Your company is a product.
What this means is your company is designed to be a space where employees can do their best work.
How this company works is reflected on the founder.
Previously, I never gave much thought on how the company was being run.
I was more preoccupied with money.
While money is important, it’s not the only important thing.
Without a good company, you don’t have the foundations to grow.
This issue came to my attention when I watched this video.
I’ll let you judge for yourself.
I do not know this person, I don’t know if he’s acting for the cameras.
When I sent it to my business partner, she asked me if this was some kind of advertisement.
It’s not. My guess is that it’s supposed to inspire people.
I’ll be using this video as a tool to talk about how I believe founders should behave, and how a company should be run.
In this piece I’ll point out 3 problems with the video and introduce the 3 vices and how they relate to each problem.
The 2 Problems
Not Knowing Your Role
Karim organizes a celebration for his team and school partners
As a founder you should know your role.
Knowing your role starts with knowing yourself.
What are your strengths and weaknesses. Where you can add value.
A choice he has to make:
Should the founder of the company be organizing celebrations or creating value for the customer?
For me, I believe founders should spend time adding value to their customer.
The reason for being in business is for your customer.
With the limited time you have, spending it on frivolous things means that you are betraying your customer. You are betraying your staff.
The next thing that happens when you don’t know your role is that you don’t know how to delegate.
You might say, “Company culture is important! The founder should be involved in organizing celebrations!”
Yes. But not 7 years after the company has been launched. (PMP was founded in 2010, video out on 2017)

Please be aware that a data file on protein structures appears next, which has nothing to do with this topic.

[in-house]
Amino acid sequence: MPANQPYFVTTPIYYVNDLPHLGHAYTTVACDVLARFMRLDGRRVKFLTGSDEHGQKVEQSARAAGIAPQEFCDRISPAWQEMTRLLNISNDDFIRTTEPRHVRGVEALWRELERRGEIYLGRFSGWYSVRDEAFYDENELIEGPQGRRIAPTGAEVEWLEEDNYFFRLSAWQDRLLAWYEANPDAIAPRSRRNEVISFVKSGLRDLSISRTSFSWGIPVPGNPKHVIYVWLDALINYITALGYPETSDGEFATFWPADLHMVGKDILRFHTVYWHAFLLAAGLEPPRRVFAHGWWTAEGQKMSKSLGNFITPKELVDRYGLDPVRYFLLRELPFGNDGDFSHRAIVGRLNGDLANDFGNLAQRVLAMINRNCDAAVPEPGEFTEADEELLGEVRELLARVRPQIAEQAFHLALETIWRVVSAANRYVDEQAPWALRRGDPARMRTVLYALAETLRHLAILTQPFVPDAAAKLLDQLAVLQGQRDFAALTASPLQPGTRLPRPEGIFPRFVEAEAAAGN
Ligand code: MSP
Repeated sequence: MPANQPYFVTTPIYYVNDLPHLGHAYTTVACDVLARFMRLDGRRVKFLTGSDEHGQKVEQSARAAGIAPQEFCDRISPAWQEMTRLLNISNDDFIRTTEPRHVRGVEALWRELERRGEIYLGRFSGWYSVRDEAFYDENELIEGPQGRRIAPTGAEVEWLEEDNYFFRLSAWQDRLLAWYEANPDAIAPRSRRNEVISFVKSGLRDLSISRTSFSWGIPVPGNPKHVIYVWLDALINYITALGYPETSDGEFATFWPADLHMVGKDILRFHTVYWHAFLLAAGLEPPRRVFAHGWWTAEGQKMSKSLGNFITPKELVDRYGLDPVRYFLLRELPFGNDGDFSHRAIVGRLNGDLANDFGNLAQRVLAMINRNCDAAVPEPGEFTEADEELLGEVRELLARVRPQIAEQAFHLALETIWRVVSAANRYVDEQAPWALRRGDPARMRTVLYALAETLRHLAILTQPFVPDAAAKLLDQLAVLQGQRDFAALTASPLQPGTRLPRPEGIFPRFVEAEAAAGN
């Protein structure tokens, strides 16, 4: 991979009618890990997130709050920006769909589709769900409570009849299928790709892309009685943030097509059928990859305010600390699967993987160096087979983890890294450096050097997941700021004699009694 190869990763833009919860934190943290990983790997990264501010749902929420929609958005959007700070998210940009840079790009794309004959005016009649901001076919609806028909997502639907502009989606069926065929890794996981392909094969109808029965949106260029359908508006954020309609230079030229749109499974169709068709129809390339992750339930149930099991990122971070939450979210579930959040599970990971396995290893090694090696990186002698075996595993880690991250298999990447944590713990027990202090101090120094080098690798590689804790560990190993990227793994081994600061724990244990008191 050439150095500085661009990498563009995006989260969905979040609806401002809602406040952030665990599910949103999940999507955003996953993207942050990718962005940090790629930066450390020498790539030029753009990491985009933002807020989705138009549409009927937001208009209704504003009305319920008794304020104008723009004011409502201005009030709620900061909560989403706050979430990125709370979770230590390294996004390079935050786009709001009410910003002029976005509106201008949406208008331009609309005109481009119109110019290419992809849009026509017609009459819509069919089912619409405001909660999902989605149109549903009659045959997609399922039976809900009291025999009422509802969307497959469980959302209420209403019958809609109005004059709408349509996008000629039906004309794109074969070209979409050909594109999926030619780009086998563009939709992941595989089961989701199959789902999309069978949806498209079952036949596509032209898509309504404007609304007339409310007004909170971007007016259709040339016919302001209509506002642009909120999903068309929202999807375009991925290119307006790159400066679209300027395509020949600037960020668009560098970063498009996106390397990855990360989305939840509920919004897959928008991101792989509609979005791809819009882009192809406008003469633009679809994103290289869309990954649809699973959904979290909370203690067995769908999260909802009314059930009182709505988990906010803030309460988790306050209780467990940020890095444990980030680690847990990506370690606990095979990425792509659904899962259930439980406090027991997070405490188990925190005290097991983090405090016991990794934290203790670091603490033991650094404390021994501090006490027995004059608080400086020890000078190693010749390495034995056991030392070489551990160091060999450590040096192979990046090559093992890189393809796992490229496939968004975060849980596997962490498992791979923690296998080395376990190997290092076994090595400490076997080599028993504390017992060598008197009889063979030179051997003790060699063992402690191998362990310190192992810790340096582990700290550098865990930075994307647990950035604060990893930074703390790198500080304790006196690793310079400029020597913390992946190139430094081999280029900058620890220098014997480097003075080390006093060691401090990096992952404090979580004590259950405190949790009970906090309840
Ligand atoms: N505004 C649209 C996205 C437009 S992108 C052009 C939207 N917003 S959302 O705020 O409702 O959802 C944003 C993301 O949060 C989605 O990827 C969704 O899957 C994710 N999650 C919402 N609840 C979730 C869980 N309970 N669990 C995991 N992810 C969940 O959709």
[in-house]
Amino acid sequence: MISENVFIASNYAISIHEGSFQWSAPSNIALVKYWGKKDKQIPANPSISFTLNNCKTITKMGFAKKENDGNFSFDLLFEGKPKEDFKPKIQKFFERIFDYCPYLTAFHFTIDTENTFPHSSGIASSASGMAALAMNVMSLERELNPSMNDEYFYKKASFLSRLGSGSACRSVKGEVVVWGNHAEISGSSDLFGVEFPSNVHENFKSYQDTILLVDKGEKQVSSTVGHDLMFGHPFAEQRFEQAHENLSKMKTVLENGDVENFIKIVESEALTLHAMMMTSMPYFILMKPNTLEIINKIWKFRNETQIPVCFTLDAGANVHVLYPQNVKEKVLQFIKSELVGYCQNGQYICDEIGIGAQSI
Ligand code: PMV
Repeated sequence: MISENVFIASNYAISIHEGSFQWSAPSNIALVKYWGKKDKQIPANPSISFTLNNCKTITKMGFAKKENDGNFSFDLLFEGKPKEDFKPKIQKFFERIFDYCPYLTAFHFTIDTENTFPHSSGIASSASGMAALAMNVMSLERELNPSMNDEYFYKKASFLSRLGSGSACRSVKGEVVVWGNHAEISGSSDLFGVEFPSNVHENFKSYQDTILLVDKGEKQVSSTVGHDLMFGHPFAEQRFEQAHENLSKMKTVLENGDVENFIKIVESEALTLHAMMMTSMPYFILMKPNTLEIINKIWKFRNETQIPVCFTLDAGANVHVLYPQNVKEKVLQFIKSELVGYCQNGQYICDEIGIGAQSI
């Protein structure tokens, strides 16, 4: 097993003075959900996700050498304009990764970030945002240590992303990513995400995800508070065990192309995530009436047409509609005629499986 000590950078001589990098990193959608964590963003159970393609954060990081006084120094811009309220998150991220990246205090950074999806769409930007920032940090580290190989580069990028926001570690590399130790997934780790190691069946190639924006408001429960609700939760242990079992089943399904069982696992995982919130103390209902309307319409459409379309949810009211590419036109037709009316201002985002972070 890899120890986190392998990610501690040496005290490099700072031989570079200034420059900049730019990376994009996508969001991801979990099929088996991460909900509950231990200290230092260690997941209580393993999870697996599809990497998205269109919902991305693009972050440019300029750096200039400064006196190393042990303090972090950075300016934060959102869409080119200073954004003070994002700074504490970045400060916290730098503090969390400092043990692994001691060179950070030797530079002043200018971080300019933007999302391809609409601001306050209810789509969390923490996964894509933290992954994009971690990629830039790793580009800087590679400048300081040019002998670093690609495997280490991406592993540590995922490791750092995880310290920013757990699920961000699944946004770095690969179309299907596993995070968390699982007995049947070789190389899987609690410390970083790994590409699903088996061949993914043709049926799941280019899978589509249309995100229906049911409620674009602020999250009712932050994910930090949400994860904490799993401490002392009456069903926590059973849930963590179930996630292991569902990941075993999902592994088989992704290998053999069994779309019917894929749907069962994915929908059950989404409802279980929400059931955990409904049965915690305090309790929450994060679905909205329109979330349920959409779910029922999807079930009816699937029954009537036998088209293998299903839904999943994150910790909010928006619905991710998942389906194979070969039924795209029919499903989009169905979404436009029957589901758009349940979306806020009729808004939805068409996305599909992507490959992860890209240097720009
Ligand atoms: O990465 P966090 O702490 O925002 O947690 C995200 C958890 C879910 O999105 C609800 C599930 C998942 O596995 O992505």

Needing the founder to still reaffirm company culture 7 years after it’s founding signals that the staff are not playing an active role in perpetuating company culture.
They are still reliant on the founder for a party.
Not Doing Deep Work
Karim then spends time on a call with a consultant to update him on the details of the celebration.
When we do creative work, which encapsulates most of a founder’s time, we need to be in the right mental state to produce deep work.
From the CommonCog Blog:
Deep Work: Professional activities performed in a state of distraction-free concentration that push your cognitive capabilities to their limit. These efforts create new value, improve your skill, and are hard to replicate.
Shallow Work: Non-cognitively demanding, logistical-style tasks, often performed while distracted. These efforts tend to not create much new value in the world and are easy to replicate.
Why deep work?
- Can’t be automated away
- Reaches the depths of our cognitive ability
- Results in a state of flow
In the information age, you are competing with everyone globally.
Whether you are a business owner or an employer, if you do a mediocre job someone will take away your stream of income because they can do it better.
As a founder, if you spend your time doing tasks that are easily delegated, this means no one else in the company is doing any hard tasks that are pushing the company forward.
Even if these hard tasks are delegated, what example are you setting?
“To succeed you have to produce the absolute best stuff you’re capable of producing- a task that requires deep work”
— Cal Newport, author of the book “Deep Work”
Deep work is an absolute MUST for founders
The 2 Vices
1. Busy But Not Productive
Much activity, little progress.
2. Not Knowing Your Why
The reason for being in business.
The 2 Problems detailed above can be solved by the removal of the 2 Vices.
If you choose productivity over busyness, you would be disciplined to your role.
If you know your Why, you would prioritize your customer.
I’m sure this man has great qualities, but my judgement of him based on the video might have some merit.
I sensed that something is off when in the entirety of the video, he did not even mention the communities that he is supposed to help.
Here is an excerpt of a blog post he wrote in 2018, 1 year and 5 months after the video was released.
“I was not focused. In fact, I was starting to dabble in a few other ventures, committing myself to multiple communities, and occasionally popping out of the office during the workday to tend to my other obligations that increased in frequency with my new commitments. But, this lack of focus was not just impacting me. Others on my team were influenced by it, too.”
The blog post was addressing why his company had such a high turnover rate.
His staff members did not like him.
Overall, the Forbes video is a good reminder to every founder on the importance of mastering the fundamentals of business, service to your customer and working efficiently.
I still have a long way to go but this video makes me encouraged.
The company is a reflection of the founder, the founder is a reflection of the company.